As alleged in the Indictment, there is grounded suspicion that the accused Vaso Todorović as a member of the Special Police of the 2nd Šekovići Detachment during the period from 10 July to 19 July 1995, with an intention to partially exterminate a group of Bosniak people, participated in a joint criminal enterprise aimed at forcible relocation of around 40 thousand civilians from the UN Protection Zone Srebrenica.

According to the Indictment, on 12 July 1995 the accused Todorović participated in the search of Bosniak villages around Potočari aiming to expel and force them to move to the territories controlled by the Army of RBiH. On 13 July 1995, as furtheralleged in the Indictment, the accused Todorović participated in capturing several thousand of Bosniak men who tried to escape from the UN Protection Zone and also participated in escorting a column of several hundred of captured Bosniaks from the village of Sandići to the warehouse of the Farming Cooperative in Kravica.

Having incarcerated the Bosniaks in the warehouse, members of the 2nd Detachment were killing them by firing from automatic weapons and throwing bombs. On that day the accused Todorović was on guard so that no detainees under attack would escape. [Source]

Zoran Tomić ordered into custody

On 3 June 2008, the Court of Bosnia and Herzegovina (BiH) issued a decision ordering suspect Zoran Tomić into one-month custody. Pursuant to the Decision, custody may last until 2 July 2008. Zoran Tomić is suspected of the criminal offense of Genocide.

Based on evidence submitted with the motion to order custody, the Court concluded that there is grounded suspicion that the suspect Tomić, on 12 and 13 July 1995, as a member of the Special Police of the 2nd Šekovići Detachment, together with other members of the aforementioned Unit, participated in the capturing and killing of Bosniaks. The suspect Tomić, together with other members of the 2nd Detachment, with the intention to exterminate a group of Bosniaks, fired on them from his automatic rifle, while other members of the 2nd Detachment also shot from firearms and threw bombs at the captured civilians.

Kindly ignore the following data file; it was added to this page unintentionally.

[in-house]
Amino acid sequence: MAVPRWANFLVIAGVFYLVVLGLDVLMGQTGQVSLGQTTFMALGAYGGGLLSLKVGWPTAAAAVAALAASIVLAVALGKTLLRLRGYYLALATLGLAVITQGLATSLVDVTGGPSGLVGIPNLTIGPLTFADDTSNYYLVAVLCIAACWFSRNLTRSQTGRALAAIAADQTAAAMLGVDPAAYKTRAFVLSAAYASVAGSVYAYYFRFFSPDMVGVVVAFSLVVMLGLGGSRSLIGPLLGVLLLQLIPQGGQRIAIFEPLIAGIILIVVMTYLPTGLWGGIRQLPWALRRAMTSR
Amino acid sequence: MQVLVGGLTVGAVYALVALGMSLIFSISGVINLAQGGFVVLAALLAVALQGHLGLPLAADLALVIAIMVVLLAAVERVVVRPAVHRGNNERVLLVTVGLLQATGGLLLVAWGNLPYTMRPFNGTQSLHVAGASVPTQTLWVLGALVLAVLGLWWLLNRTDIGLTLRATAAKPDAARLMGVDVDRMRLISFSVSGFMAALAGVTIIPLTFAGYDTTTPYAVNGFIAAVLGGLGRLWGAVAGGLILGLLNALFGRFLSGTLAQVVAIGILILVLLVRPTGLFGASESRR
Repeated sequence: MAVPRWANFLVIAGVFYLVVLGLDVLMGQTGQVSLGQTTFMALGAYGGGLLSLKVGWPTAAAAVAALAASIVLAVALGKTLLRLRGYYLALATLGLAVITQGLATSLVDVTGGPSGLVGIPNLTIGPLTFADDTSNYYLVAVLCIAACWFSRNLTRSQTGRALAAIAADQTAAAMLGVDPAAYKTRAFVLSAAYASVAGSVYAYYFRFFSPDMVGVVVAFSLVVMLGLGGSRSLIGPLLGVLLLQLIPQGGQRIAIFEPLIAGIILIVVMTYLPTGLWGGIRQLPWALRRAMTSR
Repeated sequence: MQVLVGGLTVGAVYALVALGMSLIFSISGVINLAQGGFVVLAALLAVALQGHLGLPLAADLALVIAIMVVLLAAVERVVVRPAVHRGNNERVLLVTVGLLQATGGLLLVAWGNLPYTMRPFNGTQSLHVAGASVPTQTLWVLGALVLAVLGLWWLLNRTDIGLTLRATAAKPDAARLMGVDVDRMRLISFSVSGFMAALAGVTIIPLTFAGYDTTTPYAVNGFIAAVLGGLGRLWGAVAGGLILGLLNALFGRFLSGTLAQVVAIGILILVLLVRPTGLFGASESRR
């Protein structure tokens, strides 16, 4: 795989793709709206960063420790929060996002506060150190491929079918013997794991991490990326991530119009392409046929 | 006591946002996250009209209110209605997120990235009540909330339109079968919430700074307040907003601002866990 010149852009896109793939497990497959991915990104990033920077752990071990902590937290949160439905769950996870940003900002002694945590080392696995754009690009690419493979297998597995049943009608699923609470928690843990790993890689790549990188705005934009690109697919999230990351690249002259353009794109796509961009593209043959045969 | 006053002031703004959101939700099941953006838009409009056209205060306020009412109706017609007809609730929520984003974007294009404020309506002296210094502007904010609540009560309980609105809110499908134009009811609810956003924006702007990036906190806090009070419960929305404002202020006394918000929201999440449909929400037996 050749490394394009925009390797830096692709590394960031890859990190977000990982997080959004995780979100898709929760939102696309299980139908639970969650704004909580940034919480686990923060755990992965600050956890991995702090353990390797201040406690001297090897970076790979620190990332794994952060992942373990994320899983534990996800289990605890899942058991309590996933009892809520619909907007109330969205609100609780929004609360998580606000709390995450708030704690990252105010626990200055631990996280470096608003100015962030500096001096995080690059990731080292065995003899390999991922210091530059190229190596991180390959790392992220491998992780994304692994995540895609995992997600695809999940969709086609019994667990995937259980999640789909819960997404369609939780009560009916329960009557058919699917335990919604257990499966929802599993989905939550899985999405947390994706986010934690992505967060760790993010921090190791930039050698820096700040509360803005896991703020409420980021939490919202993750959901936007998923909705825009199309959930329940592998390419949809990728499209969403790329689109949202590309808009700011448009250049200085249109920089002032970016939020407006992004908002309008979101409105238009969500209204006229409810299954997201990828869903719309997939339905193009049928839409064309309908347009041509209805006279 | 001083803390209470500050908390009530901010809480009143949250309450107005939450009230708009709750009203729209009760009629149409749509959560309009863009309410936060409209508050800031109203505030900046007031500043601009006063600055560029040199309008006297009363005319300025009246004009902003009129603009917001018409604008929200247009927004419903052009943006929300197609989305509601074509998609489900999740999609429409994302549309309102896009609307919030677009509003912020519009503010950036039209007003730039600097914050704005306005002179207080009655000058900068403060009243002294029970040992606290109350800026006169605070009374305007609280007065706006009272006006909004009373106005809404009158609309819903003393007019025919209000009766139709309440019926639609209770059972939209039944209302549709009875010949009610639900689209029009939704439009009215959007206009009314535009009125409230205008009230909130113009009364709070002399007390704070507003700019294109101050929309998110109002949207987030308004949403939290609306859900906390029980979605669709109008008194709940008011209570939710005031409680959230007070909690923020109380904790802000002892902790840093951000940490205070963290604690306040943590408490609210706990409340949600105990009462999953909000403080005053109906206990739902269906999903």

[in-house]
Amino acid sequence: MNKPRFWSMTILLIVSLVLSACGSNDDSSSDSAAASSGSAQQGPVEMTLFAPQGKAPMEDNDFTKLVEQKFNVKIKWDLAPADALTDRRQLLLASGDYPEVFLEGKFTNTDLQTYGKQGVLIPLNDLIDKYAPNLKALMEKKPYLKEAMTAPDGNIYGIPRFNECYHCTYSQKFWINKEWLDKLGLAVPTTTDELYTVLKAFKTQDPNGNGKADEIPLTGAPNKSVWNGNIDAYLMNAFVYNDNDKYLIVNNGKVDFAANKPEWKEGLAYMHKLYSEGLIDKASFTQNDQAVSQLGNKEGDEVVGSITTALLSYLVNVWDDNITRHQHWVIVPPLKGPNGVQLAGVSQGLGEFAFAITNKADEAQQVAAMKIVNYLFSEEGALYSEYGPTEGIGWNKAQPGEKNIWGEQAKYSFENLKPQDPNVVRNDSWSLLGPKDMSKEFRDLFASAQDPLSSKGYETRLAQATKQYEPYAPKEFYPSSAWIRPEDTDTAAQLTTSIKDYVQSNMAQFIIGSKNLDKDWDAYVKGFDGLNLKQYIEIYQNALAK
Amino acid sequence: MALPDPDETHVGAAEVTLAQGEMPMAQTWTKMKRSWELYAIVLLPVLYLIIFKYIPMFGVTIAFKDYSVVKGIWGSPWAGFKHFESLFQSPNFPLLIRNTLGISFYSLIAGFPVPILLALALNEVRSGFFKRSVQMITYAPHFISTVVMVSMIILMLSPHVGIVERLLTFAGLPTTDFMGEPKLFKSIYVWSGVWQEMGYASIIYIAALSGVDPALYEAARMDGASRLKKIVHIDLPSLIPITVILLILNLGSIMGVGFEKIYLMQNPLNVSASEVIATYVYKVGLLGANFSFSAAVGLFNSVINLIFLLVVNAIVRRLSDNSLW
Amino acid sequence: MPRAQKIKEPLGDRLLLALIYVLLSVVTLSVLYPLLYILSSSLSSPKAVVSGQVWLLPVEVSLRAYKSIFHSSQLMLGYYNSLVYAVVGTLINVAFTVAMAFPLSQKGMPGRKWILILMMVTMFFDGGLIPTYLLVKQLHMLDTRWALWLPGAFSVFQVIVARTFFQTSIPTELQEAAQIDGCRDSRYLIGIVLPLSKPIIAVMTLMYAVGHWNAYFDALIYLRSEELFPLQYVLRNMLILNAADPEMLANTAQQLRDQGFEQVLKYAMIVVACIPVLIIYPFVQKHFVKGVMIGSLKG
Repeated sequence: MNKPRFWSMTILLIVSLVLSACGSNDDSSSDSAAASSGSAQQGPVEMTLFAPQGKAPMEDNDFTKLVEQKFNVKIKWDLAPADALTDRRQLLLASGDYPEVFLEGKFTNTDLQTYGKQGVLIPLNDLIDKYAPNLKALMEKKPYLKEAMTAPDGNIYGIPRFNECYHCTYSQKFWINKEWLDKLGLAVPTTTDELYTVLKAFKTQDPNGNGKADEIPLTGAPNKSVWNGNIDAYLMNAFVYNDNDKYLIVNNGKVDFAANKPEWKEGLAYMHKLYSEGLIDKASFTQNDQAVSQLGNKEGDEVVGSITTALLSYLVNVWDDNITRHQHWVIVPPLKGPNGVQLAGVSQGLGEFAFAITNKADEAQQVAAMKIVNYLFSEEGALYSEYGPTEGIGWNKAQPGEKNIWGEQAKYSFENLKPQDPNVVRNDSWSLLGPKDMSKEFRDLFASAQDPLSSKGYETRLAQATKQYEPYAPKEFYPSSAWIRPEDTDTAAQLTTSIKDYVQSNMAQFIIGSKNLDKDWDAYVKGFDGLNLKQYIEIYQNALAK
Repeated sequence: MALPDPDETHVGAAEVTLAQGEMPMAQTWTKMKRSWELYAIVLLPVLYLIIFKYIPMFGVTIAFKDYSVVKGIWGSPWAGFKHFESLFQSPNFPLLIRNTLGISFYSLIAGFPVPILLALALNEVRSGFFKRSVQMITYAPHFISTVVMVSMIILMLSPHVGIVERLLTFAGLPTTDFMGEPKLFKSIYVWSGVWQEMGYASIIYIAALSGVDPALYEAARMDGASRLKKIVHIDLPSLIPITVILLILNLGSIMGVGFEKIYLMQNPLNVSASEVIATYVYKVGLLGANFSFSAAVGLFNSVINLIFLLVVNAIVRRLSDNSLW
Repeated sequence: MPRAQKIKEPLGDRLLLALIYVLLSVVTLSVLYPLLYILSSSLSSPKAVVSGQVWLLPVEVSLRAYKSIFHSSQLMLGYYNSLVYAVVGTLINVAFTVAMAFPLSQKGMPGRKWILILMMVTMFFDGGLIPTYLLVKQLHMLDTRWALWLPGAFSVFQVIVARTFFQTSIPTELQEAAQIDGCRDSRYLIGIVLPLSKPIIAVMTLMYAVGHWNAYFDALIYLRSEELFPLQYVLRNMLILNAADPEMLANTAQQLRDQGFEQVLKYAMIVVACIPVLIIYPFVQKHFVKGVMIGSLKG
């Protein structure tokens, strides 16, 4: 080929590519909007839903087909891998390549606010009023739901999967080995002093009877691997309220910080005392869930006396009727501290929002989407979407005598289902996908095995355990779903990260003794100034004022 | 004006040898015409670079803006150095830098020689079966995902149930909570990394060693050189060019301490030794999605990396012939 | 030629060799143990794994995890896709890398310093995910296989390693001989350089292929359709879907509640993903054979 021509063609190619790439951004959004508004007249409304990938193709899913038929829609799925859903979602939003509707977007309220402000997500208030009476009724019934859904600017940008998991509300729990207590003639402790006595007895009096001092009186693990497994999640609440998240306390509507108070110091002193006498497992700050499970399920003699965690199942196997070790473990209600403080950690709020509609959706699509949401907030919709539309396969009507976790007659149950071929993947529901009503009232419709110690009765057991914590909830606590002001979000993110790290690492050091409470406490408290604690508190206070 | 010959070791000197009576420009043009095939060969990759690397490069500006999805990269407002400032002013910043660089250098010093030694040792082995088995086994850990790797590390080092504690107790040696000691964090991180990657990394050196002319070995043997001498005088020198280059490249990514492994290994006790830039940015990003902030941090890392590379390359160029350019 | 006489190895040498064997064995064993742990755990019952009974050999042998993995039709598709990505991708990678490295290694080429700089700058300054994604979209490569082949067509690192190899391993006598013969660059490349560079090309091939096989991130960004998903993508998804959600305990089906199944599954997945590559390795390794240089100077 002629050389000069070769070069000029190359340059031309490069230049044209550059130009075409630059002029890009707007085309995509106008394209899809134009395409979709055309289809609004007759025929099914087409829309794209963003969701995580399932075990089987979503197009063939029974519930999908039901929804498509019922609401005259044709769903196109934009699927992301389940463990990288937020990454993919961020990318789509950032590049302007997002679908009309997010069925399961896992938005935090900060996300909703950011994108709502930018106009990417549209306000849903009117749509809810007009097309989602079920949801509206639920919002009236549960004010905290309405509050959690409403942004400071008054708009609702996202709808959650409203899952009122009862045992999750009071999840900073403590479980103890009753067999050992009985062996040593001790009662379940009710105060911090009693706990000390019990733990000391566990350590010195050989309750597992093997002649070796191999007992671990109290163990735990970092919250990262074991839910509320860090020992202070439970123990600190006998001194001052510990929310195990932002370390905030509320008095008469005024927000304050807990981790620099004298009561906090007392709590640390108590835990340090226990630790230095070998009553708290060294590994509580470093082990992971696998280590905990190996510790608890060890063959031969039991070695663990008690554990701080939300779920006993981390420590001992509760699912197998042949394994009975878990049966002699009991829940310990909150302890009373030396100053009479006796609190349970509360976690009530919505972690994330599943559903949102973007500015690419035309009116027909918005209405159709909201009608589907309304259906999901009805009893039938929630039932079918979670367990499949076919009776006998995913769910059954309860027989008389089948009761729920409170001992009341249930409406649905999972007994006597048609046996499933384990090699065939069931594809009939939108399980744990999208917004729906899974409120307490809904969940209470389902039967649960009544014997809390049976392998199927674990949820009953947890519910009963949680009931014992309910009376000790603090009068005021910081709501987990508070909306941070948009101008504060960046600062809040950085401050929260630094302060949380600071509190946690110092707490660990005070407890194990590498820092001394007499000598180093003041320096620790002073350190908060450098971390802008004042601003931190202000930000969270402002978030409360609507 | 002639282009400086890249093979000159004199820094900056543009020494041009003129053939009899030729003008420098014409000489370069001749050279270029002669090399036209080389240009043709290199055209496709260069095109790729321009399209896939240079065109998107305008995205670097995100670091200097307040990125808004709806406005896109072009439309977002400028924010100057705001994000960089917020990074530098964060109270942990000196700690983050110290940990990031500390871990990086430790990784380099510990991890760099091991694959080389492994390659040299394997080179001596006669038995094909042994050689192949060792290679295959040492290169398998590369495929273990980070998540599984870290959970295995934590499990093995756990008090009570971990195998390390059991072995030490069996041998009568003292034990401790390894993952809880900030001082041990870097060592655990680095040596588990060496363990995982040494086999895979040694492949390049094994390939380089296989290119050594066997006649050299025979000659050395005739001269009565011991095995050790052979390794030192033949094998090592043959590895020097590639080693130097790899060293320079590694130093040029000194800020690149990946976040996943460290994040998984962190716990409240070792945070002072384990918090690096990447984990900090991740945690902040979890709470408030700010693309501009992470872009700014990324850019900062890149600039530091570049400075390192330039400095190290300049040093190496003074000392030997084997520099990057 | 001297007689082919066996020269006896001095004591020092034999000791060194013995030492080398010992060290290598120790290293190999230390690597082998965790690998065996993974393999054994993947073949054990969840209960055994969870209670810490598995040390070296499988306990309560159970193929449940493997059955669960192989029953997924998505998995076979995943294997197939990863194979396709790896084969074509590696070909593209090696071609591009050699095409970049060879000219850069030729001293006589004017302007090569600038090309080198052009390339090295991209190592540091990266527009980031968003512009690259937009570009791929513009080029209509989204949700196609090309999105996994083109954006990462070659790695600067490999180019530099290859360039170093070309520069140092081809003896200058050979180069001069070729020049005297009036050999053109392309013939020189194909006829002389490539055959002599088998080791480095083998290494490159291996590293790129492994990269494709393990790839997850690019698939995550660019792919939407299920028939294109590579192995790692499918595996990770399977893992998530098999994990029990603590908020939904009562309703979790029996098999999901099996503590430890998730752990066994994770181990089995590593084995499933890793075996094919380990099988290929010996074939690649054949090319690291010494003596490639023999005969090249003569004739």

Having reviewed the evidence submitted, the Court concluded that there was grounded suspicion that the suspect had committed the criminal offence in question. Further, the Court ordered custody having found the circumstances indicating the risk of flight on the part of the Suspect. In addition, the Court ordered custody considering that the Suspect, if released, might hinder the criminal proceedings by influencing witnesses and possible accomplices.

The Court specifically underlines the existence of reasonable fear that the Suspect might destroy or conceal pieces of documentary evidence or traces of the crime, particularly in view of the fact that mass graves where the bodies of the murdered persons were buried, have still not been located.

Mindful of the above, as well as the fact that the Suspect knows where the bodies were hidden, the Court concludes that there is reasonable fear that the accused, if at liberty, might make the locating of the aforementioned mass graves more difficult for the purpose of his own defense.

Given the severity of the crime in question and its grave consequences in relation to the victims and their families, ordering Suspect Tomić into custody was necessary also for the reasons of public safety. [Source]